Corporate espionage is on the rise at Korean firms

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Corporate espionage is on the rise at Korean firms


Mr. Cho, a 29-year-old who works for a business partner of Hyundai Motor, was dispatched in February to a Chinese company that was working on a new vehicle development project for the Chinese automotive company Beijing Automotive Industry Holdings (BAIH).

His superior secretly told Cho that he was uploading the blueprints for Hyundai Motor’s vehicles onto the Chinese company’s server. The superior told him to download some 80 blueprints that included detailed designs of Hyundai Motor’s SUV Santa Fe, as well as the major models of Hyundai Motor’s affiliate Kia Motors, such as the K7 and Pride.

The blueprints were used in the development of BAIH’s new vehicles. Mr. Kim, a 34-year-old who was also dispatched to the Chinese company from a different business partner of Hyundai Motor, also secretly delivered blueprints for the company’s latest models, including the Sorento, i20, K5, Sportage and Mohavi.

The Seoul Prosecutors’ Office said earlier this month that it is taking legal action against 12 individuals, including Cho and Kim, for leaking vital information from Hyundai Motor.

The situation of industrial espionage is even more serious at small and midsize companies.

Shinseng Industrial is a company that makes the most durable tungsten carbide in the domestic market. The Korean SME reported 43.4 billion won ($36.3 million) in revenue in 2011. But last year, that figure shrunk 29 percent to 31 billion won.

Shinseng Industrial’s demise started when one of its executives quit and founded a new company that started manufacturing a similar product. The former executive hired some 30 key workers from Shinseng Industrial, and in the process illegally received 4,000 files that included key design blueprints.

In just four month since the former executive opened up shop, the company was rolling out a similar product, and in 2012, it earned 5.7 billion won. Last year, that revenue nearly doubled to 10.2 billion won.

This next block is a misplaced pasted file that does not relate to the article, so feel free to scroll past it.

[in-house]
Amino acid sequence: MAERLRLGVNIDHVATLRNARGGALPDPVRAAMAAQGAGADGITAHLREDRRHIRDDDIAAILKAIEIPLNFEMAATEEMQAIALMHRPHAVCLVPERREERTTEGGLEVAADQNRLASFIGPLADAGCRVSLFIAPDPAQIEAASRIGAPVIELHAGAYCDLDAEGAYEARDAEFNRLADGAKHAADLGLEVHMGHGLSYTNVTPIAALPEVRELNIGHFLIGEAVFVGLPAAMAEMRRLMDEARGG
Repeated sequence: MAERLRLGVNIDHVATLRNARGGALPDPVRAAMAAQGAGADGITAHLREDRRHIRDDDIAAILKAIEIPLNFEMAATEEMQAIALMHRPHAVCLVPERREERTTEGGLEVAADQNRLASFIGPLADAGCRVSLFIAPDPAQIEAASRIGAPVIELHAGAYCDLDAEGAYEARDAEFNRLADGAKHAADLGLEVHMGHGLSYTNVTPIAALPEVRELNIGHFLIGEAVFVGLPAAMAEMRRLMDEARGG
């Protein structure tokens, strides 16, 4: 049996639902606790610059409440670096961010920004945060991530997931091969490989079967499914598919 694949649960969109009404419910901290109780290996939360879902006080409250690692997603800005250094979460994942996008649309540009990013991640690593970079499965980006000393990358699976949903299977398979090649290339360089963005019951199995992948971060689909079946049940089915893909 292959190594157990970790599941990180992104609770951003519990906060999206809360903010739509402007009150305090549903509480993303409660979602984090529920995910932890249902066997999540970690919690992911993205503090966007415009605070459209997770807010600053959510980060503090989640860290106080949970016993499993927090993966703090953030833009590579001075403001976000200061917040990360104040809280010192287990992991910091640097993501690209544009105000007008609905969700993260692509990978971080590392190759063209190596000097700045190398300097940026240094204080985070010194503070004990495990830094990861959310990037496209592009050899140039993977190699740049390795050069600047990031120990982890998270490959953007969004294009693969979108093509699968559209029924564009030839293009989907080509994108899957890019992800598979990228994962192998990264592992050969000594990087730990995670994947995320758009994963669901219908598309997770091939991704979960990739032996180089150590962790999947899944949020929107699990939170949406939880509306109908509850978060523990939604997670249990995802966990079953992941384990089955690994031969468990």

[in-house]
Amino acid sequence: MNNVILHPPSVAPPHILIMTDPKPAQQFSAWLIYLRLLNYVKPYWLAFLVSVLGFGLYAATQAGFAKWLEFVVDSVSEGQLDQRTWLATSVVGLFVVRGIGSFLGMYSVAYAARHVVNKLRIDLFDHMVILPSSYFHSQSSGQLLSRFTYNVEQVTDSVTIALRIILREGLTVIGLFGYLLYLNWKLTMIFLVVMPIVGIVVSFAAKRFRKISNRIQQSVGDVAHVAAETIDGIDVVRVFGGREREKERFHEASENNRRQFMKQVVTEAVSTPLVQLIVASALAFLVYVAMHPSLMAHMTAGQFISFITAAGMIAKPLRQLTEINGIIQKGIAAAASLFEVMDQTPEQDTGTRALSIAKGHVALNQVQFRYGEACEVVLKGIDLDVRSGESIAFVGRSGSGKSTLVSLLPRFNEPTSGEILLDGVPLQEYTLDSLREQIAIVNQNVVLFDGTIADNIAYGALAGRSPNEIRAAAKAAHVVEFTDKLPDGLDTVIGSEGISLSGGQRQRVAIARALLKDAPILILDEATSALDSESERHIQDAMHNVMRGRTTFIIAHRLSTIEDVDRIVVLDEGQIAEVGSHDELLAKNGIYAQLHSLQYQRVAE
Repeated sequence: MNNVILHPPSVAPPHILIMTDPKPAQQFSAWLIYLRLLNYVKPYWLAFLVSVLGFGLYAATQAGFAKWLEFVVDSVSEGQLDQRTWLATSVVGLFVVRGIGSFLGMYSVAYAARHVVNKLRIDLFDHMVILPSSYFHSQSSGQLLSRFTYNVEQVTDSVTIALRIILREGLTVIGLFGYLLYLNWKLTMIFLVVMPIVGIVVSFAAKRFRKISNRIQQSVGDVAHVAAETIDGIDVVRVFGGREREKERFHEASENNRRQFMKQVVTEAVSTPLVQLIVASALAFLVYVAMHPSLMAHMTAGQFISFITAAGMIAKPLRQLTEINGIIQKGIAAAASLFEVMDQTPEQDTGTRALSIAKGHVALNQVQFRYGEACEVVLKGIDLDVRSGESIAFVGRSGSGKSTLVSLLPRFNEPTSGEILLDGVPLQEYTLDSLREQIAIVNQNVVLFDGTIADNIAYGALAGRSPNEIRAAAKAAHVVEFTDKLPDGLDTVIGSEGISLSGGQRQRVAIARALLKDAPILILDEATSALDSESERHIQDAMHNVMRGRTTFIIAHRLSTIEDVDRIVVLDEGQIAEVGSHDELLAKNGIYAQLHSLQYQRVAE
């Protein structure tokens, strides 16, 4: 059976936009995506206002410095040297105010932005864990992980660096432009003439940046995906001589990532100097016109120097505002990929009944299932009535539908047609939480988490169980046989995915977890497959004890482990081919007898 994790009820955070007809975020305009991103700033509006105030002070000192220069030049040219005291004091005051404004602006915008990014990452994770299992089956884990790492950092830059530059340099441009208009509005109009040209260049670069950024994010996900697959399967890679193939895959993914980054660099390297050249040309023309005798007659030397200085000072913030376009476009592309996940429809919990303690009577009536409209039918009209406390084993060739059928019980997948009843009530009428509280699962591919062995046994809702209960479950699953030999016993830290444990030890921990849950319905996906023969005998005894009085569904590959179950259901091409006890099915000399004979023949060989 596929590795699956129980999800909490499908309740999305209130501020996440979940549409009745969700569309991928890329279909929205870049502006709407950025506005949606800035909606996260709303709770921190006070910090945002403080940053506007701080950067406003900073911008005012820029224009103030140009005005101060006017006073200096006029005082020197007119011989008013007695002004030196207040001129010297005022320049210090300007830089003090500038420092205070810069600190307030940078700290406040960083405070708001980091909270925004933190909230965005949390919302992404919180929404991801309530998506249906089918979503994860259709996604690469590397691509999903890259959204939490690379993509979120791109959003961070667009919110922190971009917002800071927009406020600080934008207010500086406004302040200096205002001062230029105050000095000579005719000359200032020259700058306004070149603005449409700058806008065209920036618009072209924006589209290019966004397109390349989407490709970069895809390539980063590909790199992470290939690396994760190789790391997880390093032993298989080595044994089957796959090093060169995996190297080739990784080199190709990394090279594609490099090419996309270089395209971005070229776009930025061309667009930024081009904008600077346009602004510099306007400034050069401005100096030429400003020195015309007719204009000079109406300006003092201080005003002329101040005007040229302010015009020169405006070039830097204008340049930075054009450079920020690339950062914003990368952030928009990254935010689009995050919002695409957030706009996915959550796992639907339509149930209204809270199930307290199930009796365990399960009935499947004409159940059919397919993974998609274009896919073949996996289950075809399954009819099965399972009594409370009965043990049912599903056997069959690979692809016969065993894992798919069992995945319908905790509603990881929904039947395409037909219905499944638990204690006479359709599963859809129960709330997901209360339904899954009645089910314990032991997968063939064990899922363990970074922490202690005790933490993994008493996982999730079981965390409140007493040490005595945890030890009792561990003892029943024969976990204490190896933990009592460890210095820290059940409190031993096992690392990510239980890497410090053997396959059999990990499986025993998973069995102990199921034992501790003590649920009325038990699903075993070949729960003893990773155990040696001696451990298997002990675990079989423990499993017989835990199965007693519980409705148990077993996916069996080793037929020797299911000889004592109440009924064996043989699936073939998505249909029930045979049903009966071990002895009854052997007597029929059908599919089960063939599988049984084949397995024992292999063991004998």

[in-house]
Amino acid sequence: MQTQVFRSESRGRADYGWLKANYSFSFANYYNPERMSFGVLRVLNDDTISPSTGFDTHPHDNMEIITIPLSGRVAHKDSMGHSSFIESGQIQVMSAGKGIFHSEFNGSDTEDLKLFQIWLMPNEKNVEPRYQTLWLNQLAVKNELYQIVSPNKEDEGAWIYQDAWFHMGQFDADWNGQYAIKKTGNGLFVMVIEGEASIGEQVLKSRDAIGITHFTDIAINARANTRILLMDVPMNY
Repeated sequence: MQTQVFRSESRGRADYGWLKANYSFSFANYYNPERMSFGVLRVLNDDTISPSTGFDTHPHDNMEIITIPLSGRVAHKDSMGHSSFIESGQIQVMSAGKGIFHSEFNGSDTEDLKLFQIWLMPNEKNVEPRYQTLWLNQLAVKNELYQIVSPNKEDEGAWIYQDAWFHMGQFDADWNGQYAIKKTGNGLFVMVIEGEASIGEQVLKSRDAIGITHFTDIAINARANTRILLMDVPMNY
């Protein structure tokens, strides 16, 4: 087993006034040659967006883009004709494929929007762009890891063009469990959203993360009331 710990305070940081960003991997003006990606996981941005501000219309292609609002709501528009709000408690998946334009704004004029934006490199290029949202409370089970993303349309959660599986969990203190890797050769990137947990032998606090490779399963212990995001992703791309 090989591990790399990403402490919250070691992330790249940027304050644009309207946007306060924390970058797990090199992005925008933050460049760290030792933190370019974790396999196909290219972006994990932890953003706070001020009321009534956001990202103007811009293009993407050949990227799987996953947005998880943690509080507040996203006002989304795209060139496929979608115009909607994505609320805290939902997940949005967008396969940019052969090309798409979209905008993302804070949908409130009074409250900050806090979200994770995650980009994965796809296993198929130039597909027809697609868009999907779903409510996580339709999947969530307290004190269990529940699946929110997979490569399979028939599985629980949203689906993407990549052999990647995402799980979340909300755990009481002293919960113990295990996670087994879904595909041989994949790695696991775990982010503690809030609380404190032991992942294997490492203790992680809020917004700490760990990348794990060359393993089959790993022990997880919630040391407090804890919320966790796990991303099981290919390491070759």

Corporate espionage has been on the rise in recent years, largely because of the development of technologies and portable devices including smartphones, USB flash drives and even social network services. Such technologies have made it easy to copy and transfer vital information.

According to the police last year, there were 111 cases of corporate espionage in which vital company information was leaked. In 2010, there were only 40 cases.

In the last five years, the National Intelligence Service has encountered 229 cases where corporate spies have leaked Korean companies’ technology to overseas firms.

The damages that companies have suffered due to the losses are estimated at 50 trillion won, or 3 percent of the nation’s GDP.

Cracking down on corporate espionage isn’t easy for investigators, in part because companies that are victimized avoid filing reports with the authorities, fearing the news could impact their stock prices.

“There are numerous cases of small and midsize companies where the leak of corporate information and technologies goes unnoted because they don’t have the luxury of the separate digital security team that all conglomerates have,” said Kim Dong-geuk, head of the corporate technology espionage investigation team at the Seoul police. “It is also difficult to recover the digital data that the perpetrator later erased.”

“The profit that comes from leaking corporate secrets is much more significant than the punishment someone would face if they were caught, and that’s the reason why corporate espionage continues,” said Kim Min-bae, head of the Korea Association for Industrial Security. “Actions must be urgently taken, such as changing the related laws to be more practical or to train expert investigators.”

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